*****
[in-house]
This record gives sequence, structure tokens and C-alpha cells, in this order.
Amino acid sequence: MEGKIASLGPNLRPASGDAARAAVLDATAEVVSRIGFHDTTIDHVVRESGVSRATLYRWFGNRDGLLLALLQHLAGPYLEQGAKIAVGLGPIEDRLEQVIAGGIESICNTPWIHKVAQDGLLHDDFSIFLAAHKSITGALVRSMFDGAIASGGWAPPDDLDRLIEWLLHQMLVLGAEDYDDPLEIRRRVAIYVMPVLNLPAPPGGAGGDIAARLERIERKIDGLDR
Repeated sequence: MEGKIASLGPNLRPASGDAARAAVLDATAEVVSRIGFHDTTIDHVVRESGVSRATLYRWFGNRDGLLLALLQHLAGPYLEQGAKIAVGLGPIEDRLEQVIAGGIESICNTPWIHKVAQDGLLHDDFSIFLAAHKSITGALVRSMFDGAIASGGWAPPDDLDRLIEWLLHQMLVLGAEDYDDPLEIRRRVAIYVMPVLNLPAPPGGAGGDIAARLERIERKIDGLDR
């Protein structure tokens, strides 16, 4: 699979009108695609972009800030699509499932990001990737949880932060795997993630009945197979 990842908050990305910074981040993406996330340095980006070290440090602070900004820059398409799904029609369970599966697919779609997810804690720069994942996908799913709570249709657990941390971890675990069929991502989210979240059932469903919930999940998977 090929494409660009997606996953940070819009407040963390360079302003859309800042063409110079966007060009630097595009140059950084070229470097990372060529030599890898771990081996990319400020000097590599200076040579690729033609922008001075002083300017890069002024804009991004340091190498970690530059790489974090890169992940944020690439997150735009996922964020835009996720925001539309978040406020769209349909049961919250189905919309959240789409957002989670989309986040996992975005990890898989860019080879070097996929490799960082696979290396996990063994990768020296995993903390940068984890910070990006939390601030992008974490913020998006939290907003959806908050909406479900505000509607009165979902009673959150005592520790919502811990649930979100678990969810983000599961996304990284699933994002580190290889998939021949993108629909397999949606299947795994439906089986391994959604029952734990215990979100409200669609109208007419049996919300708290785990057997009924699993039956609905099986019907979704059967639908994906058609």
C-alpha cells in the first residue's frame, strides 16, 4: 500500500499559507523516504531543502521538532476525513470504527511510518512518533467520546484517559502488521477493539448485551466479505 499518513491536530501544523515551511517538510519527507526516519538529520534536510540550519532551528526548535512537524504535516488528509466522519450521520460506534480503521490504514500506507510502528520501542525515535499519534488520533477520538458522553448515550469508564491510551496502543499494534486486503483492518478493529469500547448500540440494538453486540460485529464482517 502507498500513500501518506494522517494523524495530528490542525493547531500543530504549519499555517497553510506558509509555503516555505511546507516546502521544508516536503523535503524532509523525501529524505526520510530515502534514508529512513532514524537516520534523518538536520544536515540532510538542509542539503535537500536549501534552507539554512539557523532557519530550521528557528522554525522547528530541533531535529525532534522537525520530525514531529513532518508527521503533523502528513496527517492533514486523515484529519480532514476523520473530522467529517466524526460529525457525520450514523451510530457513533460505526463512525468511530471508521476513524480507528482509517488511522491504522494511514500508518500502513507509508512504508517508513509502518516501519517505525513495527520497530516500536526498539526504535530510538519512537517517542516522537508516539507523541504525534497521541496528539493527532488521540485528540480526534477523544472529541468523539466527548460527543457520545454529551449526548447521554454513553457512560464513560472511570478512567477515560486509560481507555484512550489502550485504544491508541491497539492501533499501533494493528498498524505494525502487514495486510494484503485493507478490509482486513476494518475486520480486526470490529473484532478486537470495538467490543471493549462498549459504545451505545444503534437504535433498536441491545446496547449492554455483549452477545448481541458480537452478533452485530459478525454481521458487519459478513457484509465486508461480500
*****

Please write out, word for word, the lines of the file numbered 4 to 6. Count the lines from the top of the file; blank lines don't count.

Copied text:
Repeated sequence: MEGKIASLGPNLRPASGDAARAAVLDATAEVVSRIGFHDTTIDHVVRESGVSRATLYRWFGNRDGLLLALLQHLAGPYLEQGAKIAVGLGPIEDRLEQVIAGGIESICNTPWIHKVAQDGLLHDDFSIFLAAHKSITGALVRSMFDGAIASGGWAPPDDLDRLIEWLLHQMLVLGAEDYDDPLEIRRRVAIYVMPVLNLPAPPGGAGGDIAARLERIERKIDGLDR
């Protein structure tokens, strides 16, 4: 699979009108695609972009800030699509499932990001990737949880932060795997993630009945197979 990842908050990305910074981040993406996330340095980006070290440090602070900004820059398409799904029609369970599966697919779609997810804690720069994942996908799913709570249709657990941390971890675990069929991502989210979240059932469903919930999940998977 090929494409660009997606996953940070819009407040963390360079302003859309800042063409110079966007060009630097595009140059950084070229470097990372060529030599890898771990081996990319400020000097590599200076040579690729033609922008001075002083300017890069002024804009991004340091190498970690530059790489974090890169992940944020690439997150735009996922964020835009996720925001539309978040406020769209349909049961919250189905919309959240789409957002989670989309986040996992975005990890898989860019080879070097996929490799960082696979290396996990063994990768020296995993903390940068984890910070990006939390601030992008974490913020998006939290907003959806908050909406479900505000509607009165979902009673959150005592520790919502811990649930979100678990969810983000599961996304990284699933994002580190290889998939021949993108629909397999949606299947795994439906089986391994959604029952734990215990979100409200669609109208007419049996919300708290785990057997009924699993039956609905099986019907979704059967639908994906058609």
C-alpha cells in the first residue's frame, strides 16, 4: 500500500499559507523516504531543502521538532476525513470504527511510518512518533467520546484517559502488521477493539448485551466479505 499518513491536530501544523515551511517538510519527507526516519538529520534536510540550519532551528526548535512537524504535516488528509466522519450521520460506534480503521490504514500506507510502528520501542525515535499519534488520533477520538458522553448515550469508564491510551496502543499494534486486503483492518478493529469500547448500540440494538453486540460485529464482517 502507498500513500501518506494522517494523524495530528490542525493547531500543530504549519499555517497553510506558509509555503516555505511546507516546502521544508516536503523535503524532509523525501529524505526520510530515502534514508529512513532514524537516520534523518538536520544536515540532510538542509542539503535537500536549501534552507539554512539557523532557519530550521528557528522554525522547528530541533531535529525532534522537525520530525514531529513532518508527521503533523502528513496527517492533514486523515484529519480532514476523520473530522467529517466524526460529525457525520450514523451510530457513533460505526463512525468511530471508521476513524480507528482509517488511522491504522494511514500508518500502513507509508512504508517508513509502518516501519517505525513495527520497530516500536526498539526504535530510538519512537517517542516522537508516539507523541504525534497521541496528539493527532488521540485528540480526534477523544472529541468523539466527548460527543457520545454529551449526548447521554454513553457512560464513560472511570478512567477515560486509560481507555484512550489502550485504544491508541491497539492501533499501533494493528498498524505494525502487514495486510494484503485493507478490509482486513476494518475486520480486526470490529473484532478486537470495538467490543471493549462498549459504545451505545444503534437504535433498536441491545446496547449492554455483549452477545448481541458480537452478533452485530459478525454481521458487519459478513457484509465486508461480500